Northern Ireland

Fisherman who fell overboard was 'not wearing life jacket'

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Media captionBBC Newsline's Donna Traynor spoke to Mike Travis from the Marine Accident Investigation Branch.

A Ukrainian fisherman swept overboard to his death off the NI coast was not wearing a life jacket and had false papers, a report has said.

Nikolai Nedoliz, 35, was in the UK under a false name when the accident happened last year.

The Marine Accident Investigation Branch blamed the accident on the unsafe practice of crew standing on the top rail at the back of the ship.

It said the owners had not evaluated the safety of working operations.

The incident happened as prawn nets were being wound onto a drum last January, almost 30 miles off the coast of Kilkeel, County Down.

Mr Nedoliz was standing on the edge of the boat with his back to the sea, helping prevent the lines from becoming entangled.

Image caption The accident happened about 30 miles off the coast of Kilkell

He had fished on the ship, the Zenith, for three years and on other trawlers before that, but had only attended one day's safety training.

Mr Nedoliz was fit and hard-working but uncommunicative, although said to have spoken good English, the report said.

It said the skipper intended to guide the nets onto the drums by steering the ship's stern into them, avoiding the need for manual help that day.

He did not tell the victim, assuming he would recognise this.

Crewmen saw a large wave rising and shouted to alert Mr Nedoliz to get off the top rail.

He looked uncomprehending at his colleagues and remained in position.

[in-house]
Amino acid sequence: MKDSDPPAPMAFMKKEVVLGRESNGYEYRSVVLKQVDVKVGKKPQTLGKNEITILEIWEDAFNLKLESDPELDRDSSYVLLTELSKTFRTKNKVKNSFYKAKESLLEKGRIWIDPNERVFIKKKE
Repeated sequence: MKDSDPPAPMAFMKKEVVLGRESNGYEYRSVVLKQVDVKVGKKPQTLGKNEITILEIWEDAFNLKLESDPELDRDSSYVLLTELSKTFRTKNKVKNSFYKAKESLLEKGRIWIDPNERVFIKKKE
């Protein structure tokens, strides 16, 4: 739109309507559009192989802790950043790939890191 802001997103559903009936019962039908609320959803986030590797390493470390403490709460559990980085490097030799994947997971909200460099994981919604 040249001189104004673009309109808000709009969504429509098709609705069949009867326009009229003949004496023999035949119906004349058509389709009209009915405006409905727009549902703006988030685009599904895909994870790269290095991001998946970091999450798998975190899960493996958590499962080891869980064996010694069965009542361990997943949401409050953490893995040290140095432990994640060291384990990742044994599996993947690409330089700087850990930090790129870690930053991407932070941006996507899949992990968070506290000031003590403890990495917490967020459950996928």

After he was washed overboard, crew threw a life ring to him but he was unable to reach it.

The fully-qualified skipper turned the boat around and positioned it alongside the victim and they unsuccessfully attempted to rescue him using a long prawn rake.

The report said: "The accident was a consequence of the unsafe practice of crew standing on the aft bulwark top rail during initial net hauling, which had become customary in favourable sea conditions.

"The vessel's owners had not carried out a safety evaluation of their working operations nor had they carried out emergency drills.

"Therefore, neither the dangers associated with standing on top rails, nor the crew's unpreparedness for rescuing incapacitated persons from the sea was fully recognised."

Crew members were not obliged to wear life jackets and the skipper condoned standing on the top rail, the report said.

Since then, all staff employed by the ship's owners have completed mandatory safety training and are not required to stand on the rail.

The investigation recommended the Maritime and Coastguard Agency strengthen its procedures for surveys of fishing vessels to ensure the effectiveness of emergency drills and crew training certificates were routinely observed by its surveyors.